You come home to find the door pushed in, the lock busted, and your things were stolen. Your heart begins to race. It doesn’t take long for you to realize that you’ve been robbed.
This unfortunate set of circumstances is the reality for many in the United States. The US Department of Justice reports that nearly 7,000 burglaries occur every day, with an average $2,416 stolen per incident.
This invasion of privacy is unsettling and can leave you with questions.
After experiencing a break-in, the following steps can help you reclaim your property and sense of security.
1. Get to safety
Safety is the top concern following a break-in. As soon as you realize someone has broken into your home, leave immediately with family members and pets. A burglar may still be in the home and could be dangerous. You can go to a neighbor’s house or park your car up the street. Additionally, do not touch anything in your home. The police need to collect evidence that may help them catch the thief.
2. Call the police and file a report
Meet the police at your home. They will work with you to document evidence and take a list of all of the items that were stolen. Take pictures of damages throughout your home, from broken doors and windows to wreckage and missing items. This can be a difficult process—having the police, a family member, or a friend there to support you can be helpful.
Once you have a list of all the stolen items and you’ve filed a police report, call the insurance company to file a claim. Most insurance companies require you to call within 24 hours of the break-in. Some companies require a claims adjuster to come to your home and assess damages. Be sure to ask your provider before cleaning up damage—they may want you to leave things as-is until a claims adjuster comes to your house. In these cases, it may be helpful to stay at a friend’s house or a hotel until the insurance assessment.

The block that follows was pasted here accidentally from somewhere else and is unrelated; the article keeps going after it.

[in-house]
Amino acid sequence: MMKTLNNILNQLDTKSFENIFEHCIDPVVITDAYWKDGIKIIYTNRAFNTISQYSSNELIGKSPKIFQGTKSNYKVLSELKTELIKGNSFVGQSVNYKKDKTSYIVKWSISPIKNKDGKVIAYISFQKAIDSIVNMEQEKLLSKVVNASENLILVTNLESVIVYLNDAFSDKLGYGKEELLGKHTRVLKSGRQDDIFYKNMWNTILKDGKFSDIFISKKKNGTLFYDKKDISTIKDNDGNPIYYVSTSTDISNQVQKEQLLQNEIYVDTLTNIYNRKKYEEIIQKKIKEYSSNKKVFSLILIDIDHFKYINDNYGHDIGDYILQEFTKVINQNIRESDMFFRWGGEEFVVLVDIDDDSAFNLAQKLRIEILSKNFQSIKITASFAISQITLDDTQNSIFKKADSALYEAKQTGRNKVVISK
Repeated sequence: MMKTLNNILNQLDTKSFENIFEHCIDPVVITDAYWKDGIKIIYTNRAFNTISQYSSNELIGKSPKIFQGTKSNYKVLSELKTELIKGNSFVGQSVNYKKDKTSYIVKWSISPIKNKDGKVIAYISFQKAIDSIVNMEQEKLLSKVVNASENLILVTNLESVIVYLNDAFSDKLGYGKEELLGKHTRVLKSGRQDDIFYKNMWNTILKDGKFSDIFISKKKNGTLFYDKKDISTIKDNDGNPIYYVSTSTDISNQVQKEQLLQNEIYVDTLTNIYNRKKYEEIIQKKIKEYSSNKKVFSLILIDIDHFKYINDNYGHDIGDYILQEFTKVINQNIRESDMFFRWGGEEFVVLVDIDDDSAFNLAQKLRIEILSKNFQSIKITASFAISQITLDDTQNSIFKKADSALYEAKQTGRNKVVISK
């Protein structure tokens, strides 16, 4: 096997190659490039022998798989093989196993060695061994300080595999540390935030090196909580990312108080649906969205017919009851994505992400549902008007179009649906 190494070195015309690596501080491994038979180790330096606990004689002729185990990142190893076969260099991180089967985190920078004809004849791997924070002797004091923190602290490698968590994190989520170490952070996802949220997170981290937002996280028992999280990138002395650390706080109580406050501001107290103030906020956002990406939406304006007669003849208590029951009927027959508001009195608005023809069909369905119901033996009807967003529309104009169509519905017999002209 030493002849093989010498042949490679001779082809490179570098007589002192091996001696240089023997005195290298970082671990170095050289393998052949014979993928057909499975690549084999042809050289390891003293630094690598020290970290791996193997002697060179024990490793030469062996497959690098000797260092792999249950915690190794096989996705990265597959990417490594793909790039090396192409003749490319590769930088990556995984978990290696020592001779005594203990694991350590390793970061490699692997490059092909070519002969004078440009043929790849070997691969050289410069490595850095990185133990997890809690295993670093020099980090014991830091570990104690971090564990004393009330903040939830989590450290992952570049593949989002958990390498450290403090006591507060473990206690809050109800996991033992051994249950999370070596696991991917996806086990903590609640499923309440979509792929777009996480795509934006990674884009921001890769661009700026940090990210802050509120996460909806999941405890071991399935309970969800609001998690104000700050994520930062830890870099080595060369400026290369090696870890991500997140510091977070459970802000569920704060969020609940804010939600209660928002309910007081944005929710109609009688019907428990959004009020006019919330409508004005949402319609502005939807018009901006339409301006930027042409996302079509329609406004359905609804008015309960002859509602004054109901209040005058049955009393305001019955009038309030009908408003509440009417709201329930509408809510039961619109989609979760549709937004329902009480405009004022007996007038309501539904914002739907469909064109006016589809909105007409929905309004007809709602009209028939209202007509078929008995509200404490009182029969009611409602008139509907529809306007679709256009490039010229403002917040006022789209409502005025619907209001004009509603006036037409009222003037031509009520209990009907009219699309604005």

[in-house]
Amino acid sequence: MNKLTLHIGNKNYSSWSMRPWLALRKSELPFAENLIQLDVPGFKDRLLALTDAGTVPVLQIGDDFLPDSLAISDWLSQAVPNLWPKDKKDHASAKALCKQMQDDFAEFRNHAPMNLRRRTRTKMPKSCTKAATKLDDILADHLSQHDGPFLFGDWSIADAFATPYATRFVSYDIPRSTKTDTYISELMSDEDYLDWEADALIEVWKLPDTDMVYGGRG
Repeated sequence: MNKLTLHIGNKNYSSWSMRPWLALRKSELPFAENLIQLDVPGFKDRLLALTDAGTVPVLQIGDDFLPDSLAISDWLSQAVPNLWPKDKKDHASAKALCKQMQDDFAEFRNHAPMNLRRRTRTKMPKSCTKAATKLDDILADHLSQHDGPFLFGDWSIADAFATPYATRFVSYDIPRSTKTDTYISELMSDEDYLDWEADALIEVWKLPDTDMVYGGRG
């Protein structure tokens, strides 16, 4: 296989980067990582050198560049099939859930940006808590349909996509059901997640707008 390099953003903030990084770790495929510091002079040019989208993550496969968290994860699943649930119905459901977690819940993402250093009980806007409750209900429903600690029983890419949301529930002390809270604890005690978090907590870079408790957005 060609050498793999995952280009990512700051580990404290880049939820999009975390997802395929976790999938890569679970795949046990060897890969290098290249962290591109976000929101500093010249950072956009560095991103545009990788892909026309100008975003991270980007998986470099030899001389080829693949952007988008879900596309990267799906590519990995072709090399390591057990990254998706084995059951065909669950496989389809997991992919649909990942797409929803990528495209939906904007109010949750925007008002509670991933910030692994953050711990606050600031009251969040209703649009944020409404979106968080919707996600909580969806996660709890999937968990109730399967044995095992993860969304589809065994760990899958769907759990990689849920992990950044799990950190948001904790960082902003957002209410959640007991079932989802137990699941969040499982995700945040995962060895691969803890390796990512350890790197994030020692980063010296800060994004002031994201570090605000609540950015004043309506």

4. Clean up
Clean up any damages that may have occured. This includes replacing doors, windows, and locks, followed by replacing stolen items. You may need to paint walls to cover scuff marks or rearrange the furniture.
5. Reinforce your home security
When replacing doors and windows, consider upgrading locks and purchasing motion sensor lighting. If you don’t have one already, consider investing in a home security system. Most burglars look for an alarm system before breaking into a home—60% change their mind if they see one.
6. Notify your bank
You may not notice if financial documents are taken from your home. Notifying your bank and credit card companies can put them on alert for suspicious activity.
7. Notify neighbors
Let neighbors know that a break-in occurred—65.1% of people know their burglar, meaning it’s possible that it was a neighbor or someone they know. Help others protect their home by making them aware of the crime.
8. Find support
Break-ins can leave you with a sense of discomfort in your own home. Talk to family members about the incident and steps taken to prevent a future break-in—and seek additional support if needed.
Break-ins are stressful experiences. Be patient with the process—both the physical steps required and any emotions you may experience. And remember, investing in home security is the best way to protect your home from future break-ins.
Frontpoint keeps homes safe whether families are there or not. We've been revolutionizing the home security industry for over a decade. And we're just getting started. To shop DIY home security systems, check out our Security Packages. If you have questions or would like to discuss a quote, contact us at 1-877-602-5276.
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